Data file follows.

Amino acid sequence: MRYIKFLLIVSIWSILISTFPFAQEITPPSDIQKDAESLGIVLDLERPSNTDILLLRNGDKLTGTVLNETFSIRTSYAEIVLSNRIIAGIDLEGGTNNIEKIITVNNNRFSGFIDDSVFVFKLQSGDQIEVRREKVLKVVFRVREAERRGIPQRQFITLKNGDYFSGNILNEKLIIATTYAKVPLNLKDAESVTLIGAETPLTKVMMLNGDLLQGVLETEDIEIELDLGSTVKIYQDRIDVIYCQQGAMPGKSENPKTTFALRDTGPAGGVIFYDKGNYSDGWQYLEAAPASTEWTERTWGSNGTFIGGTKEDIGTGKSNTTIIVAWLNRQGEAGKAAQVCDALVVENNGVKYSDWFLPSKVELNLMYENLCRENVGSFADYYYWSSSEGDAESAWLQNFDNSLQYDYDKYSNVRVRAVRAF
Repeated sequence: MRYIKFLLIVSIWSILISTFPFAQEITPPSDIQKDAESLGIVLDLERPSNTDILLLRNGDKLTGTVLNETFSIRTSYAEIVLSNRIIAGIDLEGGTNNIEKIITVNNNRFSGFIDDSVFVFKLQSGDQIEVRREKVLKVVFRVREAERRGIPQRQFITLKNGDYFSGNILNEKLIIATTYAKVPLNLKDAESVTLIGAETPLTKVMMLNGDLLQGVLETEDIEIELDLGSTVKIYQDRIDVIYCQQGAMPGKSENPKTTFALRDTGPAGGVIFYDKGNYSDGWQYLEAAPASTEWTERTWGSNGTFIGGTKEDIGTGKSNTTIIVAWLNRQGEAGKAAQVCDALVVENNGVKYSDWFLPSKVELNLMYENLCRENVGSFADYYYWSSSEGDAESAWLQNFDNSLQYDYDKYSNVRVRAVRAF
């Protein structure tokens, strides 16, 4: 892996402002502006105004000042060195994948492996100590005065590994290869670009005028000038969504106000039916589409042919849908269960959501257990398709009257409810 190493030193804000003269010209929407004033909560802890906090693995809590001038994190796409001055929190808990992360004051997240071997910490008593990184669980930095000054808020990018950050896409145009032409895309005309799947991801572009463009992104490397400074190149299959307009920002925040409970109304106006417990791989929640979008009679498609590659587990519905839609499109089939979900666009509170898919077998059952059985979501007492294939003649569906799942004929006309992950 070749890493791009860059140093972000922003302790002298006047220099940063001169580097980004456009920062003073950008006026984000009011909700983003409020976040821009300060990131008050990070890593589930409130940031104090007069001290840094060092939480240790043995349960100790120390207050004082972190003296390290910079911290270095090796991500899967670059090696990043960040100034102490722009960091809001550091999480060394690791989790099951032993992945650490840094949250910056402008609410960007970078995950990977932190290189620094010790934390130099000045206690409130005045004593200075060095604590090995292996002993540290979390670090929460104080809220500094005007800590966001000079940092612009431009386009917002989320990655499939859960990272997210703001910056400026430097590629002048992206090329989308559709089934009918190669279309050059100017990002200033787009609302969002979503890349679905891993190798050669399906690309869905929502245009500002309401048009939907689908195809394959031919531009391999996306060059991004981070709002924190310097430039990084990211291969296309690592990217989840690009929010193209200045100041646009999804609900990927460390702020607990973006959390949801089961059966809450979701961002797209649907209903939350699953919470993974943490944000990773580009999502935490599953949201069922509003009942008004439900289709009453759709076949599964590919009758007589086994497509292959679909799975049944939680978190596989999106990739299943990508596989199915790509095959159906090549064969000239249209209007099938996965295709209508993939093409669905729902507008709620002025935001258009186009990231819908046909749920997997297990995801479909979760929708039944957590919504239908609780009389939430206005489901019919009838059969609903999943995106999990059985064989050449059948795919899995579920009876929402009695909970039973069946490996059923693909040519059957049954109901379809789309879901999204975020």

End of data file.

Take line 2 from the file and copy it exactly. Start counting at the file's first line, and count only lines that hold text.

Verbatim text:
Repeated sequence: MRYIKFLLIVSIWSILISTFPFAQEITPPSDIQKDAESLGIVLDLERPSNTDILLLRNGDKLTGTVLNETFSIRTSYAEIVLSNRIIAGIDLEGGTNNIEKIITVNNNRFSGFIDDSVFVFKLQSGDQIEVRREKVLKVVFRVREAERRGIPQRQFITLKNGDYFSGNILNEKLIIATTYAKVPLNLKDAESVTLIGAETPLTKVMMLNGDLLQGVLETEDIEIELDLGSTVKIYQDRIDVIYCQQGAMPGKSENPKTTFALRDTGPAGGVIFYDKGNYSDGWQYLEAAPASTEWTERTWGSNGTFIGGTKEDIGTGKSNTTIIVAWLNRQGEAGKAAQVCDALVVENNGVKYSDWFLPSKVELNLMYENLCRENVGSFADYYYWSSSEGDAESAWLQNFDNSLQYDYDKYSNVRVRAVRAF